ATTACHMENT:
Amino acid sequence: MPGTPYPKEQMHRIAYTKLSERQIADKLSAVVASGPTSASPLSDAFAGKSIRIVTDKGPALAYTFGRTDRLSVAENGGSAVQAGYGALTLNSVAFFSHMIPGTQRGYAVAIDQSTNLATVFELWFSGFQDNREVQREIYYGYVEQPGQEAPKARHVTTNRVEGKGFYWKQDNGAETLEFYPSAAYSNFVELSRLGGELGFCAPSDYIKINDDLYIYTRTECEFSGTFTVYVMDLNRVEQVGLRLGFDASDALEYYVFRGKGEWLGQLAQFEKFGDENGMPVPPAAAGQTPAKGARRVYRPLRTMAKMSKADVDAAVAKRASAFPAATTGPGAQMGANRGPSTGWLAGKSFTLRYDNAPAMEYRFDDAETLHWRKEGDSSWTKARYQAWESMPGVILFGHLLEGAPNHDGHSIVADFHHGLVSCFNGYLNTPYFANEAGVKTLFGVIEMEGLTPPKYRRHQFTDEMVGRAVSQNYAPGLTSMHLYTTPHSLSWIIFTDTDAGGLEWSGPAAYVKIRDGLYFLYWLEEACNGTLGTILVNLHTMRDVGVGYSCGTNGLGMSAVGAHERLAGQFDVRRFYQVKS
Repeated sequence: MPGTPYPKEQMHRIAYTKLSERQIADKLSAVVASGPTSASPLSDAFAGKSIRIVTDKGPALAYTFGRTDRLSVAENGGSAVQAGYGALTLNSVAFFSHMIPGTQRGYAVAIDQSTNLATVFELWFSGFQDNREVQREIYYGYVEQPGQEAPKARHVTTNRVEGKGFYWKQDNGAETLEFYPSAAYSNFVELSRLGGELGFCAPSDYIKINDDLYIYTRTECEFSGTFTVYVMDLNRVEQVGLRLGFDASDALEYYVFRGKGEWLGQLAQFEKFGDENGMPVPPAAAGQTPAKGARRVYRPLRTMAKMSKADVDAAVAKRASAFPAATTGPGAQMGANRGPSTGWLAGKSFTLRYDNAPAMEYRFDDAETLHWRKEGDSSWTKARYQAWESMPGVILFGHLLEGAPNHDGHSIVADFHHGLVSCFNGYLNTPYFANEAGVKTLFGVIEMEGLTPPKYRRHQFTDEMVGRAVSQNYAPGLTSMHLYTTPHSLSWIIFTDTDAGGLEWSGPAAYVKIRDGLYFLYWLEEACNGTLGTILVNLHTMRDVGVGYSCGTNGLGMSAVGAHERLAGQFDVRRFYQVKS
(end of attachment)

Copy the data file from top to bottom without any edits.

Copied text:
Amino acid sequence: MPGTPYPKEQMHRIAYTKLSERQIADKLSAVVASGPTSASPLSDAFAGKSIRIVTDKGPALAYTFGRTDRLSVAENGGSAVQAGYGALTLNSVAFFSHMIPGTQRGYAVAIDQSTNLATVFELWFSGFQDNREVQREIYYGYVEQPGQEAPKARHVTTNRVEGKGFYWKQDNGAETLEFYPSAAYSNFVELSRLGGELGFCAPSDYIKINDDLYIYTRTECEFSGTFTVYVMDLNRVEQVGLRLGFDASDALEYYVFRGKGEWLGQLAQFEKFGDENGMPVPPAAAGQTPAKGARRVYRPLRTMAKMSKADVDAAVAKRASAFPAATTGPGAQMGANRGPSTGWLAGKSFTLRYDNAPAMEYRFDDAETLHWRKEGDSSWTKARYQAWESMPGVILFGHLLEGAPNHDGHSIVADFHHGLVSCFNGYLNTPYFANEAGVKTLFGVIEMEGLTPPKYRRHQFTDEMVGRAVSQNYAPGLTSMHLYTTPHSLSWIIFTDTDAGGLEWSGPAAYVKIRDGLYFLYWLEEACNGTLGTILVNLHTMRDVGVGYSCGTNGLGMSAVGAHERLAGQFDVRRFYQVKS
Repeated sequence: MPGTPYPKEQMHRIAYTKLSERQIADKLSAVVASGPTSASPLSDAFAGKSIRIVTDKGPALAYTFGRTDRLSVAENGGSAVQAGYGALTLNSVAFFSHMIPGTQRGYAVAIDQSTNLATVFELWFSGFQDNREVQREIYYGYVEQPGQEAPKARHVTTNRVEGKGFYWKQDNGAETLEFYPSAAYSNFVELSRLGGELGFCAPSDYIKINDDLYIYTRTECEFSGTFTVYVMDLNRVEQVGLRLGFDASDALEYYVFRGKGEWLGQLAQFEKFGDENGMPVPPAAAGQTPAKGARRVYRPLRTMAKMSKADVDAAVAKRASAFPAATTGPGAQMGANRGPSTGWLAGKSFTLRYDNAPAMEYRFDDAETLHWRKEGDSSWTKARYQAWESMPGVILFGHLLEGAPNHDGHSIVADFHHGLVSCFNGYLNTPYFANEAGVKTLFGVIEMEGLTPPKYRRHQFTDEMVGRAVSQNYAPGLTSMHLYTTPHSLSWIIFTDTDAGGLEWSGPAAYVKIRDGLYFLYWLEEACNGTLGTILVNLHTMRDVGVGYSCGTNGLGMSAVGAHERLAGQFDVRRFYQVKS